Webley MK VI: Rule Britannia

    Webley revolvers today truly are symbols of imperial British might, and the MK VI is perhaps the most coveted, as most have been ruined by conversion to fire .45acp (a cartridge that is much more powerful that the .455 Webley loadings). In this video, we do some shooting with a true British icon.

    Transcript …

    (multiple gun shots) – [Voiceover] I don’t think there’s a handgun more quintessentially British, than a fine Webley revolver.

    This is a Webley Mark 6 produced in 1926, and they were adopted in 1915 and served until the 1960’s in the far corners of the Empire.

    This example was made at the Royal Small Arms factory at Enfield, where they were made from 1921 until 26.

    The Webleys are of a top break design, and you’ll notice the lever located on the rear of the gun to the left of the hammer.

    This allows the gun to not only open to be loaded, but also auto ejects spent casings.

    The Webley revolvers are single action, double action guns, so you can cock the hammer and pull the trigger or simply pull the trigger.

    Ammunition used in this gun is 455 based on the Mark two cartridge.

    There were six versions of this cartridge all in all.

    And the Mark two being the most prolific.

    You can load the guns one cartridge at a time, as was common with most service revolvers of the day, or if you’re lucky enough to have something called a Prideaux device, it loads all six chambers in one fell swoop.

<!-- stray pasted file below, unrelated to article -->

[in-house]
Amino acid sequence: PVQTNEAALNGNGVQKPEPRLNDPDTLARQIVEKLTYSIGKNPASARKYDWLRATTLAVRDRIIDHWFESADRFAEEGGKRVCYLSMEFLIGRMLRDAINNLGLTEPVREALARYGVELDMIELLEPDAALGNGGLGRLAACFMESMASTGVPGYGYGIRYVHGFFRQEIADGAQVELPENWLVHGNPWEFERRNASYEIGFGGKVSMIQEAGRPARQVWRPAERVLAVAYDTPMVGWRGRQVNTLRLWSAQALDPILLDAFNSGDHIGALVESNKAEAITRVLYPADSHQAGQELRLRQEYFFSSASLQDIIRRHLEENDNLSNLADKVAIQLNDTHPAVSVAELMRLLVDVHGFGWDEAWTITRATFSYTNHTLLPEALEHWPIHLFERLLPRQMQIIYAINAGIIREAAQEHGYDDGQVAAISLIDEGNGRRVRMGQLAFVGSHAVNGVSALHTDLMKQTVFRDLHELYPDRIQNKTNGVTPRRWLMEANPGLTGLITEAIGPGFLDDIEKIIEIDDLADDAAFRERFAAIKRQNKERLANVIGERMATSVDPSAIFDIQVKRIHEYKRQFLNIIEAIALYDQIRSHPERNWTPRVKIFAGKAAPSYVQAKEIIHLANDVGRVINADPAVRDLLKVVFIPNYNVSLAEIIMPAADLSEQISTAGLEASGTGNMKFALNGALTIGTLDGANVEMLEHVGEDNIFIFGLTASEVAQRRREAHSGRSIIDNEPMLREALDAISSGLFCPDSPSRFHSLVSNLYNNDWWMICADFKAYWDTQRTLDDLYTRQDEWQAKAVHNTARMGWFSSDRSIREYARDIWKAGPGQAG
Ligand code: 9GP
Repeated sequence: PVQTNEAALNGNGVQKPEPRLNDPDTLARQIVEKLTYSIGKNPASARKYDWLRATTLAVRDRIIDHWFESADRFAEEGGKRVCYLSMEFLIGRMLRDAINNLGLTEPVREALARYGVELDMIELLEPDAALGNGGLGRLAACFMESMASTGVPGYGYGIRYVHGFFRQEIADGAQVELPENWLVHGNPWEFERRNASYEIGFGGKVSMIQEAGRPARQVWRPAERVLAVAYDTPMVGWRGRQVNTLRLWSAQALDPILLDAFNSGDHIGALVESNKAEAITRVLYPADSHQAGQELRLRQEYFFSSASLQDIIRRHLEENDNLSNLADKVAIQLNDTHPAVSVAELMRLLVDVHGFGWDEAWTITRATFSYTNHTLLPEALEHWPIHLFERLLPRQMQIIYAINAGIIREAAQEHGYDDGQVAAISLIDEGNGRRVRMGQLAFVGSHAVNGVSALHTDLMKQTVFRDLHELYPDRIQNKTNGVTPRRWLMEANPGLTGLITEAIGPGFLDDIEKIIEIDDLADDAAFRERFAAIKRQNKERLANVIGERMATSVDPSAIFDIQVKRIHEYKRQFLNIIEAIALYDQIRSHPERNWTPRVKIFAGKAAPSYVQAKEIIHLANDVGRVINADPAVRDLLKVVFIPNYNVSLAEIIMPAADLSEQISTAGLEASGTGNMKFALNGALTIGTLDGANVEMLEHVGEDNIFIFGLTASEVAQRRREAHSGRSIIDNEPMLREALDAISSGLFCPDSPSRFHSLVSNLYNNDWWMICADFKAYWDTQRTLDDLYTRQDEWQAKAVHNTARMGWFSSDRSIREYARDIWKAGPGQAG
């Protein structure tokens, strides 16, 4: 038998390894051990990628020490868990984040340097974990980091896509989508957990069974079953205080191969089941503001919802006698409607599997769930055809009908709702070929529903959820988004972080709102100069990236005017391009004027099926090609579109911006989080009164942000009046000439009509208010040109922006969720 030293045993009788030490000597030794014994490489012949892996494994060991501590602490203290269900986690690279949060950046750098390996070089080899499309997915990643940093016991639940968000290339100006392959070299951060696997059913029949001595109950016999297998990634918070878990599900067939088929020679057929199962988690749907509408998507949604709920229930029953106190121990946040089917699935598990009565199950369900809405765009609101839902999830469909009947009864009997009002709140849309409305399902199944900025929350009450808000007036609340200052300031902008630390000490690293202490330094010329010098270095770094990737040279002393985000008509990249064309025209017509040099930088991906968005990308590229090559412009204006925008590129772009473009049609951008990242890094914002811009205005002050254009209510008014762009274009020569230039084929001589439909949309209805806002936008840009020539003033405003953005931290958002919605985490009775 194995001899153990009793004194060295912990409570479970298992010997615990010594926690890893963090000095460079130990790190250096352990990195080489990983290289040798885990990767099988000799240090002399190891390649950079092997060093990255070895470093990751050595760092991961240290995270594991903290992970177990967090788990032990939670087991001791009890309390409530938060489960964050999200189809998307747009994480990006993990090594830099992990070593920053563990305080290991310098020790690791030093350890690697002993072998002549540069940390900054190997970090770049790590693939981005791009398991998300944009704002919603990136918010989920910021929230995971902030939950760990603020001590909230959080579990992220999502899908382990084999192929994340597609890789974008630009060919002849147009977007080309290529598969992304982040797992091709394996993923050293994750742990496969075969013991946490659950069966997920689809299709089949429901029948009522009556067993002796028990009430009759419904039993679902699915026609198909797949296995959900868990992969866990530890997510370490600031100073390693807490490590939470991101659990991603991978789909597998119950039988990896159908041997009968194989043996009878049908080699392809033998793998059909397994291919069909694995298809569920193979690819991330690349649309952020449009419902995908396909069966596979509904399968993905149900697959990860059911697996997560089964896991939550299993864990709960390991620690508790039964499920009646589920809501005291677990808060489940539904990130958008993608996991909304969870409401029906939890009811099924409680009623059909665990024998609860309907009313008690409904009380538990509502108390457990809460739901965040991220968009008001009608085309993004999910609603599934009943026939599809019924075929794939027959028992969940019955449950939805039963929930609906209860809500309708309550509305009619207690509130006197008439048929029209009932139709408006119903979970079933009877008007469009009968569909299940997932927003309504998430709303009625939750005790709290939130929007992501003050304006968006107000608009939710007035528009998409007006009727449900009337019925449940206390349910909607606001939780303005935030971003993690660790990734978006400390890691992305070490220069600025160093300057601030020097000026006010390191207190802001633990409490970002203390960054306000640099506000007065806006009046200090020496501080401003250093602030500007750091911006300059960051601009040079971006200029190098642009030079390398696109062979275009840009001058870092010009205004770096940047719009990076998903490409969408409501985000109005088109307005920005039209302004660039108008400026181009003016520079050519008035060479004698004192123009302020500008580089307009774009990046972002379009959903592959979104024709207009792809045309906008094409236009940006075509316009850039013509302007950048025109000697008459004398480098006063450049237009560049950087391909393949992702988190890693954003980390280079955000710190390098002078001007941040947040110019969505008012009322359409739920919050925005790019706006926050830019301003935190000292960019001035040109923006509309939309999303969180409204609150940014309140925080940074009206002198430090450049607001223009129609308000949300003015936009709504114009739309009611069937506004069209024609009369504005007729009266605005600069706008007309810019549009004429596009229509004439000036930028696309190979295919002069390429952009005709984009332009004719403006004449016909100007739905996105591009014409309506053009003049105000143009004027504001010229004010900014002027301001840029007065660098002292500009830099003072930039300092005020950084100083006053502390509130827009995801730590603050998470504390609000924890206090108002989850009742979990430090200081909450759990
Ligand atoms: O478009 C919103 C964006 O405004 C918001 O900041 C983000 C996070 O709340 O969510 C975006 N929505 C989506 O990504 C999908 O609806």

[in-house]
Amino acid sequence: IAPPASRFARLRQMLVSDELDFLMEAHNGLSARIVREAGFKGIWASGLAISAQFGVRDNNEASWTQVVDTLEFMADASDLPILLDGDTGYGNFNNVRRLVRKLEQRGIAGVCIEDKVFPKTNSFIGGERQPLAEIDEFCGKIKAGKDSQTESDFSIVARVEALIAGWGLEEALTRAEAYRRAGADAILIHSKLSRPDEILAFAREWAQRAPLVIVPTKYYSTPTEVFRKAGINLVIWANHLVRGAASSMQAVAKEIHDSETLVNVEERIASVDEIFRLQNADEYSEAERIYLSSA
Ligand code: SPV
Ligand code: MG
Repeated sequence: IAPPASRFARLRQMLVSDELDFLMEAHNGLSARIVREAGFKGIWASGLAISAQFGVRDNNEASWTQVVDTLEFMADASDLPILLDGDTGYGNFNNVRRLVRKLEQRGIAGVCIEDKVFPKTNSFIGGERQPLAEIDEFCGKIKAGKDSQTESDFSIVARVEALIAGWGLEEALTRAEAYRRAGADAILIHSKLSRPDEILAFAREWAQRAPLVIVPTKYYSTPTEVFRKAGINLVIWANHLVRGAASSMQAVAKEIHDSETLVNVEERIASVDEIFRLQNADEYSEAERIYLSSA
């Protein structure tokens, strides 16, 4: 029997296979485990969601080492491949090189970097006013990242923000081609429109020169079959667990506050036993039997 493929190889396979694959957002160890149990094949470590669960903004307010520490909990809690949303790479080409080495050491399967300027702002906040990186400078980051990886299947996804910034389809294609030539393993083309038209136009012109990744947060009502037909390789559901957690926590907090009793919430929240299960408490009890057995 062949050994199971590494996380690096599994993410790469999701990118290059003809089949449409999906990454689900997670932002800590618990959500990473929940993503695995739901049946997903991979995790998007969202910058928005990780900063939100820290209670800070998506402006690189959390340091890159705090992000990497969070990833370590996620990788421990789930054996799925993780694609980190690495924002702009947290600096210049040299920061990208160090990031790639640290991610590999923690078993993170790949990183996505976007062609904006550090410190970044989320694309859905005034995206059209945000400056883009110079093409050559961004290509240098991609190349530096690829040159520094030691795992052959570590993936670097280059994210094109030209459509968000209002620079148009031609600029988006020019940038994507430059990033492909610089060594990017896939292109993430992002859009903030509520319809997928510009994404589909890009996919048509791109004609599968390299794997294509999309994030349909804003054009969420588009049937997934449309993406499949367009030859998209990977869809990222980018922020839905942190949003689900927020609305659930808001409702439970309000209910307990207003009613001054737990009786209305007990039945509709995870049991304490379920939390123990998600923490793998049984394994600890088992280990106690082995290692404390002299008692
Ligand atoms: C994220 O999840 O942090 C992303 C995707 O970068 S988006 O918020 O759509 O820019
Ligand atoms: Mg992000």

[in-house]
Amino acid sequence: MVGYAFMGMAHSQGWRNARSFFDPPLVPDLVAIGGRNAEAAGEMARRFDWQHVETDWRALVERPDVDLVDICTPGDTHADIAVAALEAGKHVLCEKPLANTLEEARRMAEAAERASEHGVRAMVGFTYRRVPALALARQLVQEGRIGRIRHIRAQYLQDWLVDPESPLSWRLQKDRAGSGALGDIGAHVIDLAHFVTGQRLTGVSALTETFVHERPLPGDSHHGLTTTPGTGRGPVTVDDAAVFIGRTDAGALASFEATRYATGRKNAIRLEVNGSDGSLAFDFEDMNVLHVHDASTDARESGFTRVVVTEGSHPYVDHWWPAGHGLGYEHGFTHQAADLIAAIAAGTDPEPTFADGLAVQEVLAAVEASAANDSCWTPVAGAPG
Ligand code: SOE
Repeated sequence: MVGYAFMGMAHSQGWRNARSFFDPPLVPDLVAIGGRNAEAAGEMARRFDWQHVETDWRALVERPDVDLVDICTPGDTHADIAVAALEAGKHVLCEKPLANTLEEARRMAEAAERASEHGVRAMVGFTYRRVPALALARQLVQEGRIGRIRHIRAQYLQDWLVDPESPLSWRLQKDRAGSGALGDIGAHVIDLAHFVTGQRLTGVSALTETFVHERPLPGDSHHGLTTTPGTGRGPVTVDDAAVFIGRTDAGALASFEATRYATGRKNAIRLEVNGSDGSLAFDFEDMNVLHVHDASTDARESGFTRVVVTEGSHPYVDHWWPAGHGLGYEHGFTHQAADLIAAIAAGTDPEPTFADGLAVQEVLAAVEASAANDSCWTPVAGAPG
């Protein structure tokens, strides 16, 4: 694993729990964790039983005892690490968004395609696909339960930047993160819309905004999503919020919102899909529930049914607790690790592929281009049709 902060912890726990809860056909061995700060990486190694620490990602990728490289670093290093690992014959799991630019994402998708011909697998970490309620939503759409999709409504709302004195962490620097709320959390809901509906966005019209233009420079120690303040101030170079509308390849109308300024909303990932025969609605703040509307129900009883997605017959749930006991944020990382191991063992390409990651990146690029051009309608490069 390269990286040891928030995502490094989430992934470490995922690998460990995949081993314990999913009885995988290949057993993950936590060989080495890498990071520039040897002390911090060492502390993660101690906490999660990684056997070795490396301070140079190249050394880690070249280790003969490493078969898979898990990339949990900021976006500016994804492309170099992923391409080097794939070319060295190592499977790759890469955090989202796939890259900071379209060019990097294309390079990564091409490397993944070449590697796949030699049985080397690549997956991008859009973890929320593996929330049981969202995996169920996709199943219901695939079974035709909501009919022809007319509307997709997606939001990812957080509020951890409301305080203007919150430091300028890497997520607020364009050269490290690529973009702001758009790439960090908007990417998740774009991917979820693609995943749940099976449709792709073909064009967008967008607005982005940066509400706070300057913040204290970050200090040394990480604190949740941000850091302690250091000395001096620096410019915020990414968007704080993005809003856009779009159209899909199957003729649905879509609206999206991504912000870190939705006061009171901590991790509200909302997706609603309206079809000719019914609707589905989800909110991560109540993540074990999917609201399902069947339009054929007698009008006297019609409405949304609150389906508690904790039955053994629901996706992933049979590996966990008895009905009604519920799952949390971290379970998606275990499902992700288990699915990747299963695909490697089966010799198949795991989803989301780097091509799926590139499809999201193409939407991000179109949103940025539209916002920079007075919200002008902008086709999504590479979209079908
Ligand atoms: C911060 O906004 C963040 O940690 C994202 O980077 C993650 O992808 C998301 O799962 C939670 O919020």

However, these are quite rare and expensive, and I unfortunately don’t have one to show you.

    This was my first time out with this gun, because the ammunition is extremely difficult to find.

    You can make it yourself by turning down 45 long colt, but I got lucky and managed to find two boxes for sale.

    So instead of me yammering on, let’s see what this thing can do.

    (multiple gun shots) (metal snapping) (multiple gun shots) (metal snapping) So my only real gripe about the Webley revolver is the trigger pull.

    In single action, it’s not very good, and in double action, it’s quite bad actually.

    However, if you’ve been spoiled by a Smith and Wesson or Colt, this revolver probably won’t do it for you.

    But damn, if it doesn’t look cool and shoot very well in spite of this.

    (multiple gun shots) I can honestly say this was a really fun range day with this old classic British revolver.

    It’s not a gun that you’re likely to see very often, especially in the original 455 caliber.

    As most have been, in my opinion, ruined by being altered to fire 45 acp, which can also be very dangerous.

    I started to get the hang of this gun towards the end, and I really wish I had more ammunition and it was more common.

    However, such as the folly with some Old Mill SIRT guns.

    Anyways, this is Alex C with TFBTV.

    Really hope you enjoyed this video.

    (patriotic music)

    Alex C.

    Alex is a Senior Writer for The Firearm Blog and Director of TFBTV.